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The Private, Exclusive Guide for Serious Divers Since 1975
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May 2013    Download the Entire Issue (PDF) Available to the Public Vol. 39, No. 5   RSS Feed for Undercurrent Issues
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Key Largo, Maui, New Zealand . . .

maiden voyage kinks in Thailand, a rude photo pro in Bonaire

from the May, 2013 issue of Undercurrent   Subscribe Now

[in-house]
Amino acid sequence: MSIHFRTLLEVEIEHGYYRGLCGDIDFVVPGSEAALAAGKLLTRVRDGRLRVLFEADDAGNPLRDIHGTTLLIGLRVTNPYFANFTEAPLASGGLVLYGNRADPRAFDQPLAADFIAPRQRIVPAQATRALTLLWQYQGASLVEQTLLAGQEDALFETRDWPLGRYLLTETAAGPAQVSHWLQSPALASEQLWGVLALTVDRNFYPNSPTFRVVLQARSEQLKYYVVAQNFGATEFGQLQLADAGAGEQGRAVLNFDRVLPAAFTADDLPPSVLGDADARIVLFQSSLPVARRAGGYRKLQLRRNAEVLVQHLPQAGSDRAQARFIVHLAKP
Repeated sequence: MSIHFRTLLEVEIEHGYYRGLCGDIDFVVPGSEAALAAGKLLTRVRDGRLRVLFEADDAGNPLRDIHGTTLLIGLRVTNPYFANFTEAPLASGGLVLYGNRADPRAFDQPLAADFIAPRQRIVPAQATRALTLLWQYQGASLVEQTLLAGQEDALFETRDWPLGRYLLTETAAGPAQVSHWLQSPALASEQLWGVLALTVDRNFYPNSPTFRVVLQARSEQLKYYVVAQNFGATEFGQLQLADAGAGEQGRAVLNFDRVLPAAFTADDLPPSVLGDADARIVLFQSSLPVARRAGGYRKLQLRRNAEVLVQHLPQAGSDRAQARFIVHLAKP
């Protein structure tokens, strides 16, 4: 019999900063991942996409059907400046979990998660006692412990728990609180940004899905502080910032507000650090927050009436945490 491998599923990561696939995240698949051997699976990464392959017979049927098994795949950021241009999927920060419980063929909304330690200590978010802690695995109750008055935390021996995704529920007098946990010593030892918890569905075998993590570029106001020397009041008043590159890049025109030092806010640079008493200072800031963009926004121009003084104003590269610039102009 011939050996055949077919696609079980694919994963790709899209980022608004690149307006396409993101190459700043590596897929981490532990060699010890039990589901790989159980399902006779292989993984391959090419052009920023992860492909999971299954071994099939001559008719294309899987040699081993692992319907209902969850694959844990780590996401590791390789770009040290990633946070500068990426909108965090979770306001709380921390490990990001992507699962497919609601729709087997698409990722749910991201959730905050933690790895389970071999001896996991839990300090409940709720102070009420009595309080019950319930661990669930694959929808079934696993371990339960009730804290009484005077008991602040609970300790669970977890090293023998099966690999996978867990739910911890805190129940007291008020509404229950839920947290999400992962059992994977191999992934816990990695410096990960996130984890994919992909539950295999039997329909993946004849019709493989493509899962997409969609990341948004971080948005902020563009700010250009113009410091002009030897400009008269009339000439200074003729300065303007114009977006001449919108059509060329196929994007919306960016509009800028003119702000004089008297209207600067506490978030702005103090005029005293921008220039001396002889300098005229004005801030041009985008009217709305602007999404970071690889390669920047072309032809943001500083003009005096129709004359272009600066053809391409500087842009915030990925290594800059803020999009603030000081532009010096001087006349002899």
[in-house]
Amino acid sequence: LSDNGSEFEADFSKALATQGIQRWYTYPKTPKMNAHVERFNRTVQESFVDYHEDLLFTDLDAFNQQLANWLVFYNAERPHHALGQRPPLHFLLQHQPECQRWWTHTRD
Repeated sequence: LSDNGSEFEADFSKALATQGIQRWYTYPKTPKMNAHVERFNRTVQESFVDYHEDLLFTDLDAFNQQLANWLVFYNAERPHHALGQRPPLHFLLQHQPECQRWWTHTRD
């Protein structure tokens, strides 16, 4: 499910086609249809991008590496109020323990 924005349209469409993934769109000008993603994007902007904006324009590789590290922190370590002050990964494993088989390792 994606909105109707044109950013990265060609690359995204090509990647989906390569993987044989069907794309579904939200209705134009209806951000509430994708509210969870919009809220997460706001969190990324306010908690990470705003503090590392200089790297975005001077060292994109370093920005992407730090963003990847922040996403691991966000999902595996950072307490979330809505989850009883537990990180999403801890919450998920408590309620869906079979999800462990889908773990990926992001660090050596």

Thailand Aggressor. I like to keep you abreast of developments at popular destinations and new opportunities, and of course, we have cautioned in the past about rushing to board that new liveaboard in a new location. Last summer, the maiden month of voyages on the Carib Dancer faced all sorts of problems, and had plenty of unhappy divers (read our story about that in the October 2012 issue). The Thailand Aggressor, which also just got underway, has its headaches, says Gale French and Shaya Zucker (Austin, TX) of their April tour. "We just returned from a seven-day voyage on the 'new' Thailand Aggressor in the North Andaman Sea. The first four days was diving around the Similan Islands. The 'yo-yo' divemasters searched to show the divers something. There were no schools of fish and very little sea life, just huge underwater rocks and boulders. The famous Richelieu Rock dive site had some sea life, mainly sea anemones on the rocks. There were nine liveaboards anchored there, and a traffic jam of divers underwater. During the entire trip, we did not see a shark or a manta ray. We saw just two turtles, few tropical fish, some small sea fans, and no whale sharks or coral reefs. What we did see were commercial fishing boats at night in the national park . . . We were all appalled with the conditions of the boat. The toilets and water stopped working for two days out at sea. After they started working again, the cabins and hallways smelled like sewage. The nitrox mixes were never consistent, so the additional fee charge for nitrox was dropped. The one person diving air found that nitrox had been mixed into her tank, so she had to analyze her tank each dive, but never had a reading of more than 21 percent air. The inflatable skiffs were small and unstable for entry to and exit from the water. After nearly sinking in the skiff, the entry into the water was changed to a grand stride. Divers were instructed to swim away from the boat "as fast as you can" to avoid the propellers. There was no ladder off the back of the boat, the rinse-off showers were scalding hot, and the dry-off towels were never washed. Gear was tossed and piled into the skiffs when exiting the dive sites. One couple canceled their second week on the boat due to the disastrous boat condition and lack of sea life . . . Upon returning home, we sent complaints to the Aggressor owners. Their response was they were sorry that our trip didn't give us the full 'Aggressor experience.' Their letter did not fully address our list of safety concerns. They sent vouchers for $1,000 off another Aggressor trip to be taken within the next 12 months."